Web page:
How to Transplant Crocosmia
Crocosmia (Iridaceae) delight with masses of small lily-like flowers at the top of arching stems in summer. Available in all shades of yellows, oranges and reds, this hardy plant also features sword-like leaves in basal clumps from 2 to 4 feet tall.
Although native to tropical and southern Africa, many varieties are hardy to below freezing temperatures. 'Lucifer' with its rich, red blooms survives to --6.67 degrees C, while 'Emily McKenzie,' sporting clear orange blooms, can take temperatures down to -10. This hardy plant has a bulbous corm root system, spreads over time, and is easy to transplant.
- Crocosmia (Iridaceae) delight with masses of small lily-like flowers at the top of arching stems in summer.
- Available in all shades of yellows, oranges and reds, this hardy plant also features sword-like leaves in basal clumps from 2 to 4 feet tall.
Water the crocosmia thoroughly to reduce shock during the transplanting. Leave it to soak in the moisture while the new site is prepared. Transplant during the dormant season, late fall through early spring. In early spring, wait until the first young green shoots appear in the spring to see where new growth is occurring.
Dig the hole at the new planting site to 1 foot deep. Crocosmia need fertile, friable soil with good drainage, so add well-rotted manure and bone meal to the planting site. Water the newly prepared site for the crocosmia so the corms won't be exposed to dry soil.
Insert the shovel as far as possible into the soil around all sides of the hydrated clump to be moved. Lift the entire clump and tear it apart, gently separating all the baby cormels. Each cormel will create a new crocosmia. Let the hose help separate them by running water through the clump.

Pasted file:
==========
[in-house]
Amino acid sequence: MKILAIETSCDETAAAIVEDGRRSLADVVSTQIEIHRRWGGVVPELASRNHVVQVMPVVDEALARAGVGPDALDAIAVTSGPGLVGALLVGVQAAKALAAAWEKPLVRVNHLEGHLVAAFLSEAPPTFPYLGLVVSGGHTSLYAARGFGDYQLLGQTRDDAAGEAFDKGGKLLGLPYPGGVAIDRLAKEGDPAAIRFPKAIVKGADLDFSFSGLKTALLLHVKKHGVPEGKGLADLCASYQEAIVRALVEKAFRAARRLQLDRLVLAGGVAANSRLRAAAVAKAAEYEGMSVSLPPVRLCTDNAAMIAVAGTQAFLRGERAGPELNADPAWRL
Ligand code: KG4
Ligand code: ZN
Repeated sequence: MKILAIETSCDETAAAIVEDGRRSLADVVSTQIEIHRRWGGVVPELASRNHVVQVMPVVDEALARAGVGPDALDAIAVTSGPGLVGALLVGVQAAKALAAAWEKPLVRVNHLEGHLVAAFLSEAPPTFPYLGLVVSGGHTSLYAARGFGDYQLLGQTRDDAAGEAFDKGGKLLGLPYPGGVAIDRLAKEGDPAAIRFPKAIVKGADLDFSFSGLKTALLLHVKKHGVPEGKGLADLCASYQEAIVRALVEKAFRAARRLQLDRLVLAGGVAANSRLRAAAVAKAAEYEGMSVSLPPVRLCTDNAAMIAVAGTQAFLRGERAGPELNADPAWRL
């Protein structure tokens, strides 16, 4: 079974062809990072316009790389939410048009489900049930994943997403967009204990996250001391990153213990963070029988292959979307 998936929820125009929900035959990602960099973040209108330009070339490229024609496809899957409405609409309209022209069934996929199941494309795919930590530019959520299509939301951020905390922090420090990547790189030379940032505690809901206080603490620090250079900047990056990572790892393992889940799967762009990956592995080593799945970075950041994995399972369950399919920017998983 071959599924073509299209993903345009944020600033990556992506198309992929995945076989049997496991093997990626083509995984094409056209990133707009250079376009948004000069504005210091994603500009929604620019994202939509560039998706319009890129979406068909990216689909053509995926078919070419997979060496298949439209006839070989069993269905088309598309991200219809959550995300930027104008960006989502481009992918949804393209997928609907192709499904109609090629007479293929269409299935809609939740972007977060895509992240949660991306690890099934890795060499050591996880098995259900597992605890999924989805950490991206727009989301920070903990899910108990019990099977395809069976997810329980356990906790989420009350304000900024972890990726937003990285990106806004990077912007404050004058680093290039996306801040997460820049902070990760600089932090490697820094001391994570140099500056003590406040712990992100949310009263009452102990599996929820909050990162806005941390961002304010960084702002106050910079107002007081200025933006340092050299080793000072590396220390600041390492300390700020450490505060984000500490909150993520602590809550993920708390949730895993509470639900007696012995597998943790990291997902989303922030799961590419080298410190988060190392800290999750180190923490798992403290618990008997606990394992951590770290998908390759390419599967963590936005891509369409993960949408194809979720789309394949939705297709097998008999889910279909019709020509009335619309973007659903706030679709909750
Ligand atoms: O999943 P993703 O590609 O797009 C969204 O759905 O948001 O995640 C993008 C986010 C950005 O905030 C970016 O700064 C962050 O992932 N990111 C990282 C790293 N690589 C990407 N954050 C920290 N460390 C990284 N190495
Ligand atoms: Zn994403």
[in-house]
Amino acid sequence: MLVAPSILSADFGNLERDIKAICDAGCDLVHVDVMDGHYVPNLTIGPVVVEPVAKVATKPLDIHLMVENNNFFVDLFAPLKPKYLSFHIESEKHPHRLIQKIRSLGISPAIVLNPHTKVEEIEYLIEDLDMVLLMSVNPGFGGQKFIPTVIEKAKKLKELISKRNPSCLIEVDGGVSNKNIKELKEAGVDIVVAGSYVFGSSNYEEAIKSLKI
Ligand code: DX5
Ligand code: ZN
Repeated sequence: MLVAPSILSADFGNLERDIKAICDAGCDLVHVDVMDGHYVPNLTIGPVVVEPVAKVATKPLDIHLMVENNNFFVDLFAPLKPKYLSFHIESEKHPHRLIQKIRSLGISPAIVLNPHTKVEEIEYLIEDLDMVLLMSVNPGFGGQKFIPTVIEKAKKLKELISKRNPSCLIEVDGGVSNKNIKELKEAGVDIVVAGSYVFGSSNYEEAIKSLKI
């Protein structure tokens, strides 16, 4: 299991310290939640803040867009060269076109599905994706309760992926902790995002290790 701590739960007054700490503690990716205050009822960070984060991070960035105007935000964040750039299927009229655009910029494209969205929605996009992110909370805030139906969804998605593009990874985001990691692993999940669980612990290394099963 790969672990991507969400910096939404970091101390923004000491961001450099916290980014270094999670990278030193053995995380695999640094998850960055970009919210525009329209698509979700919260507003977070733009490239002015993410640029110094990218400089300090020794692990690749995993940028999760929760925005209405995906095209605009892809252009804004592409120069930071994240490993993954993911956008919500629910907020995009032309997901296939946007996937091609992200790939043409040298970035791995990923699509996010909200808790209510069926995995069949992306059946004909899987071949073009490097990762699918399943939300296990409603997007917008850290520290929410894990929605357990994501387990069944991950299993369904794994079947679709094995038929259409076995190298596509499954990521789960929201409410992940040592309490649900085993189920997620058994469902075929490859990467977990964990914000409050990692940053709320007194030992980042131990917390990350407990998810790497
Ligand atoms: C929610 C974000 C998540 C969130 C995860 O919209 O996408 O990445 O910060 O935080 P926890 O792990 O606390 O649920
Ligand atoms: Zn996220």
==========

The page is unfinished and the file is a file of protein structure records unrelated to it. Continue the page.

- Dig the hole at the new planting site to 1 foot deep.
- Lift the entire clump and tear it apart, gently separating all the baby cormels.
gladioli corms image by Alison Bowden from Fotolia.com
Refill the amended soil at the new site, so the hole remains only 3 inches deep. Place the largest and most firm cormels and the original large mother corm into the soil 3 inches apart, with the pointed side up. The original corm will need to be placed deeper to allow it to continue growing at its previous depth because it is larger than the young cormels. Fill the planting site with soil and lightly tamp down with hands.
crocosmia "Lucifer" image by Alison Bowden from Fotolia.com
Water the new planting site. Spread a 1- to 2-inch layer of mulch, made up of a mixture of well-rotted manure and bone meal, over the entire planting area .
- "Encyclopedia of Organic Gardening;" J.I. Rodale; 1970
- "Sunset Western Garden Book;" Editors of Sunset Books and Sunset Magazine; 1995
- Home Harvest Garden Supply: Plant Propagation Technique -- Corms
- Crocosmia flowers are stunning additions to the indoor bouquet. The tall flowers last two weeks when cut.
- When the clump is dug, there will be so many cormels present that the gardener can't plant them all in the new site. Rather than crowd them, trade some red 'Lucifer' corms for the neighbour's 'Walberton Yellow' corms.
Sandee Coulter began her writing career with a small local newspaper doing both freelance articles and advertising text. She then spent 30 years with local government writing computer programs, technical manuals and user manuals. She has an A.A. degree from Peninsula College.